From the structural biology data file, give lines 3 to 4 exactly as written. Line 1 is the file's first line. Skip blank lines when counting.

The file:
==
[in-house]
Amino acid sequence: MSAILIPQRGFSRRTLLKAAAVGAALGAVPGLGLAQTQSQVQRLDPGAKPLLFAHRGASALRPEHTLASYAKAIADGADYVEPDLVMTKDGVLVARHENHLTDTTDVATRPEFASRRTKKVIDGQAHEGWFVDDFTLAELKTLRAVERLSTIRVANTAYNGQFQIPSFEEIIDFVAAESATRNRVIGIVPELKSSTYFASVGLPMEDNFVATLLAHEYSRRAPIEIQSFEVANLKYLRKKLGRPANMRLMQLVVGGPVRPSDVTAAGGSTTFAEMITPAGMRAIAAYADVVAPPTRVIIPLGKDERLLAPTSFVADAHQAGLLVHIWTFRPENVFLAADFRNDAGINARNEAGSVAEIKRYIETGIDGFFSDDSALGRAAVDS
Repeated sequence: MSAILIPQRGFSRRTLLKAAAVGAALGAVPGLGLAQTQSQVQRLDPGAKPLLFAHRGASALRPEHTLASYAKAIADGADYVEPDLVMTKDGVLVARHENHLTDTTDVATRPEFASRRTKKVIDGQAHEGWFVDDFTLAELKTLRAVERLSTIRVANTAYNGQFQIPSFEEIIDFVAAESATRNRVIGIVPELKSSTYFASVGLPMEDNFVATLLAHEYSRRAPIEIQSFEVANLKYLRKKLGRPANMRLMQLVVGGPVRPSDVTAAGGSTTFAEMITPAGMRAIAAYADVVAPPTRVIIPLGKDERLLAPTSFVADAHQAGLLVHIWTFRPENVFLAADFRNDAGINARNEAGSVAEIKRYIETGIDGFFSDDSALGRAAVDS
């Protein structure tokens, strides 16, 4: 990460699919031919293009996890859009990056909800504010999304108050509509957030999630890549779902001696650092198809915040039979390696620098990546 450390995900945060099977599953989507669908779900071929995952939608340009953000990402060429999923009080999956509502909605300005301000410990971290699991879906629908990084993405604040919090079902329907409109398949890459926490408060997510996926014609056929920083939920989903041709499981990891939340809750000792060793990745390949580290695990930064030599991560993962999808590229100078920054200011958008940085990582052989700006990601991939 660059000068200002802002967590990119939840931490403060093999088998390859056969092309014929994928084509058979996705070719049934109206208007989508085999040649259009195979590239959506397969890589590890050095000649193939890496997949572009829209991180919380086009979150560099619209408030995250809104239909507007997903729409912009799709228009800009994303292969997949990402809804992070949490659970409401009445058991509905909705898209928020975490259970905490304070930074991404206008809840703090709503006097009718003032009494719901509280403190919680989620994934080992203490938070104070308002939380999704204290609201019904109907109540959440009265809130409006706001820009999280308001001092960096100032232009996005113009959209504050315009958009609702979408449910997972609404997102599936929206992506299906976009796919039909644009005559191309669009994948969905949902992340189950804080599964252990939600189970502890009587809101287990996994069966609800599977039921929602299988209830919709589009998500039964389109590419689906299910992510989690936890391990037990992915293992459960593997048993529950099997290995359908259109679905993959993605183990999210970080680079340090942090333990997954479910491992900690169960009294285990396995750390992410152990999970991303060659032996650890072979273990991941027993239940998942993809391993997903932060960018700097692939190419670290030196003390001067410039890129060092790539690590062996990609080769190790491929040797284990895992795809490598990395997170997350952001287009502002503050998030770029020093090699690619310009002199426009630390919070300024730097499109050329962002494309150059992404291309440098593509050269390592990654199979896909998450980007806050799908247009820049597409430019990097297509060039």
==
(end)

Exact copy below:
Repeated sequence: MSAILIPQRGFSRRTLLKAAAVGAALGAVPGLGLAQTQSQVQRLDPGAKPLLFAHRGASALRPEHTLASYAKAIADGADYVEPDLVMTKDGVLVARHENHLTDTTDVATRPEFASRRTKKVIDGQAHEGWFVDDFTLAELKTLRAVERLSTIRVANTAYNGQFQIPSFEEIIDFVAAESATRNRVIGIVPELKSSTYFASVGLPMEDNFVATLLAHEYSRRAPIEIQSFEVANLKYLRKKLGRPANMRLMQLVVGGPVRPSDVTAAGGSTTFAEMITPAGMRAIAAYADVVAPPTRVIIPLGKDERLLAPTSFVADAHQAGLLVHIWTFRPENVFLAADFRNDAGINARNEAGSVAEIKRYIETGIDGFFSDDSALGRAAVDS
């Protein structure tokens, strides 16, 4: 990460699919031919293009996890859009990056909800504010999304108050509509957030999630890549779902001696650092198809915040039979390696620098990546 450390995900945060099977599953989507669908779900071929995952939608340009953000990402060429999923009080999956509502909605300005301000410990971290699991879906629908990084993405604040919090079902329907409109398949890459926490408060997510996926014609056929920083939920989903041709499981990891939340809750000792060793990745390949580290695990930064030599991560993962999808590229100078920054200011958008940085990582052989700006990601991939 660059000068200002802002967590990119939840931490403060093999088998390859056969092309014929994928084509058979996705070719049934109206208007989508085999040649259009195979590239959506397969890589590890050095000649193939890496997949572009829209991180919380086009979150560099619209408030995250809104239909507007997903729409912009799709228009800009994303292969997949990402809804992070949490659970409401009445058991509905909705898209928020975490259970905490304070930074991404206008809840703090709503006097009718003032009494719901509280403190919680989620994934080992203490938070104070308002939380999704204290609201019904109907109540959440009265809130409006706001820009999280308001001092960096100032232009996005113009959209504050315009958009609702979408449910997972609404997102599936929206992506299906976009796919039909644009005559191309669009994948969905949902992340189950804080599964252990939600189970502890009587809101287990996994069966609800599977039921929602299988209830919709589009998500039964389109590419689906299910992510989690936890391990037990992915293992459960593997048993529950099997290995359908259109679905993959993605183990999210970080680079340090942090333990997954479910491992900690169960009294285990396995750390992410152990999970991303060659032996650890072979273990991941027993239940998942993809391993997903932060960018700097692939190419670290030196003390001067410039890129060092790539690590062996990609080769190790491929040797284990895992795809490598990395997170997350952001287009502002503050998030770029020093090699690619310009002199426009630390919070300024730097499109050329962002494309150059992404291309440098593509050269390592990654199979896909998450980007806050799908247009820049597409430019990097297509060039």